Men fear thought as they fear nothing else on earth, - more than ruin, more even than death.

It is... possible for a civilized man and woman to be happy in marriage, although if this is to be the case a number of conditions must be fulfilled. There must be a feeling of complete equality on both sides; there must be no interference with mutual freedom; there must be the most complete physical and mental intimacy; and there must be a certain similarity in regard to standards of values.

If the intellectual has any function in society, it is to preserve a cool and unbiased judgment in the face of all solicitations to passion... During the war, the ordinary virtues, such as thrift, industry, and public spirit, were used to swell the magnitude of the disaster by producing a greater energy in the work of mutual extermination.

I believe that when I die I shall rot, and nothing of my ego will survive... But I should scorn to shiver with terror at the thought of annihilation. Happiness is nonetheless true happiness because it must come to an end, nor do thought and love lose their value because they are not everlasting.

I believe marriage to be the best and most important relation that can exist between two human beings. If it has not often been realized hitherto, that is chiefly because husband and wife have regarded themselves as each other’s policeman. If marriage is to achieve its possibilities, husbands and wives must learn to understand that whatever the law may say, in their private lives they must be free.

Human nature is so constructed that it gives affection most readily to those who seem least to demand it.

God and Satan alike are essentially human figures, the one a projection of ourselves, the other of our enemies.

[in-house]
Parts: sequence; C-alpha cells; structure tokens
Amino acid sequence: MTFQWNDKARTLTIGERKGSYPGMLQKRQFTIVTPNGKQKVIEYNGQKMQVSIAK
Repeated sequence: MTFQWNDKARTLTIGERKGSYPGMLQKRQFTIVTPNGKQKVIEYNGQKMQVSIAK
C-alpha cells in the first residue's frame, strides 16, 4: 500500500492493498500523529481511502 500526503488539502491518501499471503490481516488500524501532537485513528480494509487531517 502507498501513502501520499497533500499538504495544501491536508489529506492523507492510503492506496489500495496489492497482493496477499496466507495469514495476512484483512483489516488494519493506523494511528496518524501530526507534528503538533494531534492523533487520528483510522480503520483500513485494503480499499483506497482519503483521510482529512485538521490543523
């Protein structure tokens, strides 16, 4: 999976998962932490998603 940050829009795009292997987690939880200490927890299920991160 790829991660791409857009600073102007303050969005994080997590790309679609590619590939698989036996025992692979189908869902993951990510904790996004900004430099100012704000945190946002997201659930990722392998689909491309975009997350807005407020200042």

For the learning of every virtue there is an appropriate discipline and for the learning of suspended judgment the best discipline is philosophy.

Ethical metaphysics is fundamentally an attempt, however disguised, to give legislative force to our own wishes.

Education is, as a rule, the strongest force on the side of what exists and against fundamental change: threatened institutions, while they are still powerful, possess themselves of the educational machine, and instill a respect for their own excellence into the malleable minds of the young.

Education as a political weapon could not exist if we respected the rights of children. If we respected the rights of children, we should educate them so as to give them the knowledge and the mental habits required for forming independent opinions; but education as a political institution endeavors to form habits and to circumscribe knowledge in such a way as to make one set of opinions inevitable.

Civilized people cannot fully satisfy their sexual instinct without love.

Both in thought and feeling, even though time is real, to realize the unimportance of time is the gate of wisdom.

Author Picture
First Name
Bertrand
Last Name
Russell, fully Bertrand Arthur William Russell, 3rd Earl Russell
Birth Date
1872
Death Date
1970
Bio

British Philosopher, Logician, Mathematician, Historian, Socialist, Pacifist and Social Critic